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Sunday, August 24, 2008

Religious Coercion

Lately I've been having little conversations with Yonah, our four-and-a-half-year-old son, about some of the fundamentals of making blessings (called 'brachot' in Hebrew). 

For those not in the know, Judaism has blessings for pretty much everything (even for the Czar!).  I'm not going to give a long lesson on the types or structures of the various blessings, but suffice it to say that observant Jews view brachot as one of the main things that separates us from the lower life forms; specifically, our ability and willingness to acknowledge a higher power for the things we experience and enjoy... before (and sometimes also after) we enjoy them.

One of the things about making brachot is that you need to teach kids early on that one should try to minimize the time between making the blessing and doing whatever it is you are making the blessing on.  For example, one shouldn't speak between reciting the blessing and eating something since unrelated speech would constitute an interruption.

Yonah is famous in our home for washing his hands before eating bread... reciting the blessing... and then chattering away about everything under the sun before actually eating the bread.  Since bread isn't really high on his list of priorities, no amount of explaining has had much of an effect on his inability to remain quiet between blessing and action.

So yesterday in shul (synagogue), I decided that maybe I could use something a little more attractive in order to see if I could get the message across.

I'm not the shul candy-man, but I usually keep a bag of saltwater taffy with me so that I can give Yonah a little treat wen he's behaving nicely.  I did this for both Ariella and Yonah, too, when they were younger... and (I hope) it gave them sweet associations with coming to pray.

After Yonah had been in shul for a little while and had said his morning 'Shema' prayer, I took out a taffy for him.  But before I let him have it I explained once again that once he made the blessing he couldn't talk... he had to put it in his mouth right away so G-d would know what he was saying thank you for.  I also explained about taking G-d's name in vain, and that it wasn't nice to make a blessing without actually doing whatever you were talking about in the blessing since that was also bound to be a bit confusing (not to mention disrespectful) to G-d.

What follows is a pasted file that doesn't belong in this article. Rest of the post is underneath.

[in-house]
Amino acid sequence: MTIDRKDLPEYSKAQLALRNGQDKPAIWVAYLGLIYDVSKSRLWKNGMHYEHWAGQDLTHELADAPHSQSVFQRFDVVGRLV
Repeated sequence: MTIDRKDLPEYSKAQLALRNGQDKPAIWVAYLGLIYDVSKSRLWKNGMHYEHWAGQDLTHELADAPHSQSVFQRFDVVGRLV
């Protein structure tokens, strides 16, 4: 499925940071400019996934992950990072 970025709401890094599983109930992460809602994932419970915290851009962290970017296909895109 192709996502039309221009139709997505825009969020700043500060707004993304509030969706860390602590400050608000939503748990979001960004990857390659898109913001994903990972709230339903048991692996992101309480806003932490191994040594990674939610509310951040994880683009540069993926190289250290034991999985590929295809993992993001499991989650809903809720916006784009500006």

[Ed. Note: Before anyone steps in to correct me, first go try talking theology to a four year old.  Nuff said]

Yonah nodded dutifully (keeping his eye on the taffy only slightly less intensely than our dogs watch me when I handle chopped liver), made a nice blessing, and popped the taffy into his mouth without the slightest hesitation.

So far so good.

A while later when he came back inside from a short play session, I decided to check to see of the lesson had been retained.  I took out a taffy and asked him if he wanted it.  After receiving the obvious answer I asked him what he needed to do before he ate it.  Without missing a beat, he made a beautiful, clear blessing (...'shehakol') and held out his hand urgently to indicate that he needed to put it in his mouth without delay.

I had actually been expecting him to simply answer that he needed to make the blessing, but seeing that he seemed to have gotten the message I dutifully popped the taffy into his mouth.

Yonah rarely stays in shul for very long so I wasn't surprised to see him leave a few minutes later.  But within two minutes he was back... this time with two friends.  They lined up in front of me, and without hesitation recited a loud clear 'shehakol' blessing and started urgently pointing at their mouths as if to imply that if I didn't hurry and give them each taffies, the sin would be on my head!

Somehow I think Yonah has taken the wrong message from this particular lesson.

Posted by David Bogner on August 24, 2008 | Permalink

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Okay, well, the message may have gotten a bit muddled, but that is funny.

At least it makes for a good humorous post. You've been a bit solemn lately.

Posted by: triLcat | Aug 24, 2008 3:08:41 AM

LOL. That's really cute!

Posted by: Erachet | Aug 24, 2008 4:41:33 AM